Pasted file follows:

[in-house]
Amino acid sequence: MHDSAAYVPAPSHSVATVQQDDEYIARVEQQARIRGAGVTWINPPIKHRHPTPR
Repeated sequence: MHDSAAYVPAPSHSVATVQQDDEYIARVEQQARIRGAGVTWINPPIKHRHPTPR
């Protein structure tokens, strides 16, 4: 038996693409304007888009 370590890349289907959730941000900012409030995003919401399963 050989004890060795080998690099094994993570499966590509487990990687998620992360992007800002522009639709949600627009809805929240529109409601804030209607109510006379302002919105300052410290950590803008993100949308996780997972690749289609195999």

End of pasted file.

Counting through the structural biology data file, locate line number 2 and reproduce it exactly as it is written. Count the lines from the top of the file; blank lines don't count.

Amino acid sequence: MHDSAAYVPAPSHSVATVQQDDEYIARVEQQARIRGAGVTWINPPIKHRHPTPR